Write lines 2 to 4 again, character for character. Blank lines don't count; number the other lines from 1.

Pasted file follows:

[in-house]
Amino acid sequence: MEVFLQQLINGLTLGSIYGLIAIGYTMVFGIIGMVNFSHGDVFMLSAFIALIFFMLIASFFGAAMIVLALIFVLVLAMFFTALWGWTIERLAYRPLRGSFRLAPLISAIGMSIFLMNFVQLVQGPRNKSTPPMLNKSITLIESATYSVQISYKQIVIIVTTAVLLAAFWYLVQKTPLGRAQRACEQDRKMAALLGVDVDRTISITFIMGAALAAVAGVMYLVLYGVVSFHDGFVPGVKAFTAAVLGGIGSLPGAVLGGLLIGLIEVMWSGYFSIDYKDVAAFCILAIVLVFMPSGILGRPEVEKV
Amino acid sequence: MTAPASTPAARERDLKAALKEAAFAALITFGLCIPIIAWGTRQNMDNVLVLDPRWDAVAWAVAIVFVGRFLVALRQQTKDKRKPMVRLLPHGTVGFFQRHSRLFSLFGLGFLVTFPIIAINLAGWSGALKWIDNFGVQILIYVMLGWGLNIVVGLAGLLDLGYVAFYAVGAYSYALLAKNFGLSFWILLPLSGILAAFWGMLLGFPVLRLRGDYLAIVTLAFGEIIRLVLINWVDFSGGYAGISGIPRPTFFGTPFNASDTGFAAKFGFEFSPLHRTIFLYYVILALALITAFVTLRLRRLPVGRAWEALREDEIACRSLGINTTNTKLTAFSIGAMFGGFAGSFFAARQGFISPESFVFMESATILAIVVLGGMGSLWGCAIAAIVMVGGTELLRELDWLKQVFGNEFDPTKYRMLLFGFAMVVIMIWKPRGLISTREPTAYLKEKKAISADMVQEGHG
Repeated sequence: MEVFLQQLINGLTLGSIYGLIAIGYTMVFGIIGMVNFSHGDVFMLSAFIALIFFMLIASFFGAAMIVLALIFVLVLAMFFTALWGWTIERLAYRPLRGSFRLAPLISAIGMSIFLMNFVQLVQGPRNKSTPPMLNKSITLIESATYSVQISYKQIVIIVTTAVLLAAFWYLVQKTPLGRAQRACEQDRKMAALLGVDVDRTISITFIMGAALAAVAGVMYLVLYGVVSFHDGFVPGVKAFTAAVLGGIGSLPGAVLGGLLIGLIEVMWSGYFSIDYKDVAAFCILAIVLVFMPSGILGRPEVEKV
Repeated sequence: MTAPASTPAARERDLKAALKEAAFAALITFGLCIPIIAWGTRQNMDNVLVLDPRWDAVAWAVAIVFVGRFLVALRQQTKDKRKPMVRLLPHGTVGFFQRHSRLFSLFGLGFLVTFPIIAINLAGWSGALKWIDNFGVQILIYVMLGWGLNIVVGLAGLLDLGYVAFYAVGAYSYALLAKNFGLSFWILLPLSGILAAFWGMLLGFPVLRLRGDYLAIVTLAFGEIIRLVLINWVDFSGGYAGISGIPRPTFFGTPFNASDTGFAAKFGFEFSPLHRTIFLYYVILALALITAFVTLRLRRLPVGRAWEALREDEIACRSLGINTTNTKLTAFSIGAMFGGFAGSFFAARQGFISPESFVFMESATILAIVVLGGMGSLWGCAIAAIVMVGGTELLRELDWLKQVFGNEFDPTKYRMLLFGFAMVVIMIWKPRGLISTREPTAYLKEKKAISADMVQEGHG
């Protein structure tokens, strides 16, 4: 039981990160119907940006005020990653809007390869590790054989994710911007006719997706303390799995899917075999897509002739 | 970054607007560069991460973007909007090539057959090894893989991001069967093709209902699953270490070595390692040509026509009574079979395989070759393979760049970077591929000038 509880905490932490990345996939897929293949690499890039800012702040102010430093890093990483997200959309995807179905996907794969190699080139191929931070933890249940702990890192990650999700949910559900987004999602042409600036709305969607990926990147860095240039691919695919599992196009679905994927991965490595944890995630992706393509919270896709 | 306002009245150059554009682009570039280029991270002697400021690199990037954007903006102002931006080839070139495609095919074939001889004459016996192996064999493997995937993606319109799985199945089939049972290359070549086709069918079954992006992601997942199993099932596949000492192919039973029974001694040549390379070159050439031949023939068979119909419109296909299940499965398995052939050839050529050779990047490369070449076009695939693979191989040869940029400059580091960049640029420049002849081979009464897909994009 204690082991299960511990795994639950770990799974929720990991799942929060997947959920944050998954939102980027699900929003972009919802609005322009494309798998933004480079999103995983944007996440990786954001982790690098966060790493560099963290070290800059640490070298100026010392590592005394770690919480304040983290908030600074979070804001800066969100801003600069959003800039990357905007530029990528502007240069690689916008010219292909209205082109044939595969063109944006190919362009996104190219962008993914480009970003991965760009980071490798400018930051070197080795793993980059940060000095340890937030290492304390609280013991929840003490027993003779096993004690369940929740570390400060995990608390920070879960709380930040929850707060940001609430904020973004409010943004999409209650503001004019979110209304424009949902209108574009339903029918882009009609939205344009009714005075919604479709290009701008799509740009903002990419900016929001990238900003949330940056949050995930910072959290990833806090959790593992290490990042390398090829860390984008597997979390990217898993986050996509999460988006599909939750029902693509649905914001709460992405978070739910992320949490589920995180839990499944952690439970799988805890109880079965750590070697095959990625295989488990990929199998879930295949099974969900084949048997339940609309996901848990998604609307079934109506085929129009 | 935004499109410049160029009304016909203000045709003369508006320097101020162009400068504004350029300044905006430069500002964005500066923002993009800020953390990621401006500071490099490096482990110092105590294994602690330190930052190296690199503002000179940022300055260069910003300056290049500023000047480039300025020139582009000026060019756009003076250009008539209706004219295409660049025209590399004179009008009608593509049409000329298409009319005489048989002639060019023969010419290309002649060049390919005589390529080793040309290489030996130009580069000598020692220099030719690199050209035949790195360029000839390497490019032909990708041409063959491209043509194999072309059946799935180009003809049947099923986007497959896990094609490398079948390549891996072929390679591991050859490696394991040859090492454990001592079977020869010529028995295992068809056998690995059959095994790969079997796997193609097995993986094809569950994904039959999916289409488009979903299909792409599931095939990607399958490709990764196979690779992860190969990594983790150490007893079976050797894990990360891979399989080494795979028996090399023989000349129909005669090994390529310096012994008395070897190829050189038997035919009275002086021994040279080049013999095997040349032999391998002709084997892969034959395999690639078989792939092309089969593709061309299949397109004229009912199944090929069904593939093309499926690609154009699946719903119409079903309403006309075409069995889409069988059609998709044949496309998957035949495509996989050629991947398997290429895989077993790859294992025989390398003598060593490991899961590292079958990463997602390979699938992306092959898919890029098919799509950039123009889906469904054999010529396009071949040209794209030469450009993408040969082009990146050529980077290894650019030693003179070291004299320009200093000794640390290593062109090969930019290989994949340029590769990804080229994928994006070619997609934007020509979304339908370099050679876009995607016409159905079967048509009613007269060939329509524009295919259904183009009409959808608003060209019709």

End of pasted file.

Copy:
Amino acid sequence: MEVFLQQLINGLTLGSIYGLIAIGYTMVFGIIGMVNFSHGDVFMLSAFIALIFFMLIASFFGAAMIVLALIFVLVLAMFFTALWGWTIERLAYRPLRGSFRLAPLISAIGMSIFLMNFVQLVQGPRNKSTPPMLNKSITLIESATYSVQISYKQIVIIVTTAVLLAAFWYLVQKTPLGRAQRACEQDRKMAALLGVDVDRTISITFIMGAALAAVAGVMYLVLYGVVSFHDGFVPGVKAFTAAVLGGIGSLPGAVLGGLLIGLIEVMWSGYFSIDYKDVAAFCILAIVLVFMPSGILGRPEVEKV
Amino acid sequence: MTAPASTPAARERDLKAALKEAAFAALITFGLCIPIIAWGTRQNMDNVLVLDPRWDAVAWAVAIVFVGRFLVALRQQTKDKRKPMVRLLPHGTVGFFQRHSRLFSLFGLGFLVTFPIIAINLAGWSGALKWIDNFGVQILIYVMLGWGLNIVVGLAGLLDLGYVAFYAVGAYSYALLAKNFGLSFWILLPLSGILAAFWGMLLGFPVLRLRGDYLAIVTLAFGEIIRLVLINWVDFSGGYAGISGIPRPTFFGTPFNASDTGFAAKFGFEFSPLHRTIFLYYVILALALITAFVTLRLRRLPVGRAWEALREDEIACRSLGINTTNTKLTAFSIGAMFGGFAGSFFAARQGFISPESFVFMESATILAIVVLGGMGSLWGCAIAAIVMVGGTELLRELDWLKQVFGNEFDPTKYRMLLFGFAMVVIMIWKPRGLISTREPTAYLKEKKAISADMVQEGHG
Repeated sequence: MEVFLQQLINGLTLGSIYGLIAIGYTMVFGIIGMVNFSHGDVFMLSAFIALIFFMLIASFFGAAMIVLALIFVLVLAMFFTALWGWTIERLAYRPLRGSFRLAPLISAIGMSIFLMNFVQLVQGPRNKSTPPMLNKSITLIESATYSVQISYKQIVIIVTTAVLLAAFWYLVQKTPLGRAQRACEQDRKMAALLGVDVDRTISITFIMGAALAAVAGVMYLVLYGVVSFHDGFVPGVKAFTAAVLGGIGSLPGAVLGGLLIGLIEVMWSGYFSIDYKDVAAFCILAIVLVFMPSGILGRPEVEKV